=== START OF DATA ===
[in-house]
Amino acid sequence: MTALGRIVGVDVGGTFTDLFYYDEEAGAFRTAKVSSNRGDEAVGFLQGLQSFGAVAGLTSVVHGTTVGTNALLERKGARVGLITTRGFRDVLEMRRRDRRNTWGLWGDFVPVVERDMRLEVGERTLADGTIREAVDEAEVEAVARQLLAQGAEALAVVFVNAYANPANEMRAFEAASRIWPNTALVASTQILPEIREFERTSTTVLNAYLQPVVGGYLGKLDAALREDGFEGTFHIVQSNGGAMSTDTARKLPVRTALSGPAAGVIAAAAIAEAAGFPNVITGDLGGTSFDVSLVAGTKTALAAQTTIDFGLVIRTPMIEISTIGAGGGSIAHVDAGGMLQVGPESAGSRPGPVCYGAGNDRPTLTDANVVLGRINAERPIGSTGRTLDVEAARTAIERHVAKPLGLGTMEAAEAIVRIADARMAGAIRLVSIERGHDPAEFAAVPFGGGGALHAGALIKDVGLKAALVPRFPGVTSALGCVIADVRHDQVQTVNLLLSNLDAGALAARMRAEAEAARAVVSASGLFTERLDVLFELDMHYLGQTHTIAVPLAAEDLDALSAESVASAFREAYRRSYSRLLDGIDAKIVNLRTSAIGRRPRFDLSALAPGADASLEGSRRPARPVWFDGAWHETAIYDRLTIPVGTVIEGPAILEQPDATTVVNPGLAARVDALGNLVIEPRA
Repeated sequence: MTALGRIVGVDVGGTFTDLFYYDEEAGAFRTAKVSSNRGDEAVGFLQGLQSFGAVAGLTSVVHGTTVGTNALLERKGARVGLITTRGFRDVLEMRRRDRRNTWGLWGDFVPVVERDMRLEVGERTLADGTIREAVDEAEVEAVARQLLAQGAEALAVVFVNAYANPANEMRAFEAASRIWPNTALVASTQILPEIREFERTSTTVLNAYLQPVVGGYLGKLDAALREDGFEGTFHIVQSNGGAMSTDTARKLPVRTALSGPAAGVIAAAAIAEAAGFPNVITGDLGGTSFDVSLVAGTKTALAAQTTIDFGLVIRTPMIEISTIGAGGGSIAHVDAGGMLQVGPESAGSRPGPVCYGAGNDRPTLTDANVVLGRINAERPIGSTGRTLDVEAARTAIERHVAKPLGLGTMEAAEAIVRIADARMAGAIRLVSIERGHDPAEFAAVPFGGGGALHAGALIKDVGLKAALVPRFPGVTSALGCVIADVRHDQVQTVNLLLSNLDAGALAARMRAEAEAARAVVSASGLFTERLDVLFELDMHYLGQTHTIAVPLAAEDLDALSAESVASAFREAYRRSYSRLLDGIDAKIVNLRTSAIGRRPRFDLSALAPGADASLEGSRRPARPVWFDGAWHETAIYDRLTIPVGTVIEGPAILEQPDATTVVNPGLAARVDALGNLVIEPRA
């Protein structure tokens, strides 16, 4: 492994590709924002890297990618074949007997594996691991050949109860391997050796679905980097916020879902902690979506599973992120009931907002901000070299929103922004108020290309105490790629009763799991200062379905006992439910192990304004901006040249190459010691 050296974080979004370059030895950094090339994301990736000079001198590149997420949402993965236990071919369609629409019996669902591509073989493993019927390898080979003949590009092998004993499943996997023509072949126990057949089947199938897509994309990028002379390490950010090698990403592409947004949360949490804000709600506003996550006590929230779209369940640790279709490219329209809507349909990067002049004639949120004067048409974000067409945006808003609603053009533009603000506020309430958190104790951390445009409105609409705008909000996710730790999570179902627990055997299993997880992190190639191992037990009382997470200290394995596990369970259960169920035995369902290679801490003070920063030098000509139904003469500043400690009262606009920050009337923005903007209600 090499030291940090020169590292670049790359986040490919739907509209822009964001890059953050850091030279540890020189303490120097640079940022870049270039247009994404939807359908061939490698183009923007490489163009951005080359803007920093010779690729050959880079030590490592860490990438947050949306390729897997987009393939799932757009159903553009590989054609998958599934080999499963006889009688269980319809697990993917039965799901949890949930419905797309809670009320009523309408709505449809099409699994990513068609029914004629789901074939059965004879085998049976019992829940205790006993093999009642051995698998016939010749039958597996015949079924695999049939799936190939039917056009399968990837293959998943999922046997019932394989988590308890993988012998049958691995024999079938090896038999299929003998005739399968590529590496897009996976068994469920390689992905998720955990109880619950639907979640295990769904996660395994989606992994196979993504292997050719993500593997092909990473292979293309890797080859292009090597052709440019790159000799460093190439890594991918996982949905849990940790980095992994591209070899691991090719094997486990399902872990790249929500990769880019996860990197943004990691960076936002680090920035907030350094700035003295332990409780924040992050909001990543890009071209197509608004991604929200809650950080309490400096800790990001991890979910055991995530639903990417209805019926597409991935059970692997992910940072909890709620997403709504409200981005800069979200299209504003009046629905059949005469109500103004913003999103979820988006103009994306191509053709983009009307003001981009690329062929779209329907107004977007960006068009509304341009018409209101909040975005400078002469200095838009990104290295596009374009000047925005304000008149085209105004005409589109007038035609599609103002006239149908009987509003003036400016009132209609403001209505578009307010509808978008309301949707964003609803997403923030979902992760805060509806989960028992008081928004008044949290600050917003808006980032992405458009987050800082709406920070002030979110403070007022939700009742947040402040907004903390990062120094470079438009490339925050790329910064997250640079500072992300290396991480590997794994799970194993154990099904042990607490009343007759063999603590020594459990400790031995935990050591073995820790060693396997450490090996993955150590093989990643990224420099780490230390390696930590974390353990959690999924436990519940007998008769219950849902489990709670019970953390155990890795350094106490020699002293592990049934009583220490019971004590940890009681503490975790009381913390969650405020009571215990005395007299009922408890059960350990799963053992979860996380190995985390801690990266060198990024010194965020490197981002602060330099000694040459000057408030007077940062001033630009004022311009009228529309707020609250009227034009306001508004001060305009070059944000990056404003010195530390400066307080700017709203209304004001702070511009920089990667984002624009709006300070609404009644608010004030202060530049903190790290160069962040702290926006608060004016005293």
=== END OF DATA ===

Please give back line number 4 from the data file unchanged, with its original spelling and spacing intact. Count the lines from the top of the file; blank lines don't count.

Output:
């Protein structure tokens, strides 16, 4: 492994590709924002890297990618074949007997594996691991050949109860391997050796679905980097916020879902902690979506599973992120009931907002901000070299929103922004108020290309105490790629009763799991200062379905006992439910192990304004901006040249190459010691 050296974080979004370059030895950094090339994301990736000079001198590149997420949402993965236990071919369609629409019996669902591509073989493993019927390898080979003949590009092998004993499943996997023509072949126990057949089947199938897509994309990028002379390490950010090698990403592409947004949360949490804000709600506003996550006590929230779209369940640790279709490219329209809507349909990067002049004639949120004067048409974000067409945006808003609603053009533009603000506020309430958190104790951390445009409105609409705008909000996710730790999570179902627990055997299993997880992190190639191992037990009382997470200290394995596990369970259960169920035995369902290679801490003070920063030098000509139904003469500043400690009262606009920050009337923005903007209600 090499030291940090020169590292670049790359986040490919739907509209822009964001890059953050850091030279540890020189303490120097640079940022870049270039247009994404939807359908061939490698183009923007490489163009951005080359803007920093010779690729050959880079030590490592860490990438947050949306390729897997987009393939799932757009159903553009590989054609998958599934080999499963006889009688269980319809697990993917039965799901949890949930419905797309809670009320009523309408709505449809099409699994990513068609029914004629789901074939059965004879085998049976019992829940205790006993093999009642051995698998016939010749039958597996015949079924695999049939799936190939039917056009399968990837293959998943999922046997019932394989988590308890993988012998049958691995024999079938090896038999299929003998005739399968590529590496897009996976068994469920390689992905998720955990109880619950639907979640295990769904996660395994989606992994196979993504292997050719993500593997092909990473292979293309890797080859292009090597052709440019790159000799460093190439890594991918996982949905849990940790980095992994591209070899691991090719094997486990399902872990790249929500990769880019996860990197943004990691960076936002680090920035907030350094700035003295332990409780924040992050909001990543890009071209197509608004991604929200809650950080309490400096800790990001991890979910055991995530639903990417209805019926597409991935059970692997992910940072909890709620997403709504409200981005800069979200299209504003009046629905059949005469109500103004913003999103979820988006103009994306191509053709983009009307003001981009690329062929779209329907107004977007960006068009509304341009018409209101909040975005400078002469200095838009990104290295596009374009000047925005304000008149085209105004005409589109007038035609599609103002006239149908009987509003003036400016009132209609403001209505578009307010509808978008309301949707964003609803997403923030979902992760805060509806989960028992008081928004008044949290600050917003808006980032992405458009987050800082709406920070002030979110403070007022939700009742947040402040907004903390990062120094470079438009490339925050790329910064997250640079500072992300290396991480590997794994799970194993154990099904042990607490009343007759063999603590020594459990400790031995935990050591073995820790060693396997450490090996993955150590093989990643990224420099780490230390390696930590974390353990959690999924436990519940007998008769219950849902489990709670019970953390155990890795350094106490020699002293592990049934009583220490019971004590940890009681503490975790009381913390969650405020009571215990005395007299009922408890059960350990799963053992979860996380190995985390801690990266060198990024010194965020490197981002602060330099000694040459000057408030007077940062001033630009004022311009009228529309707020609250009227034009306001508004001060305009070059944000990056404003010195530390400066307080700017709203209304004001702070511009920089990667984002624009709006300070609404009644608010004030202060530049903190790290160069962040702290926006608060004016005293």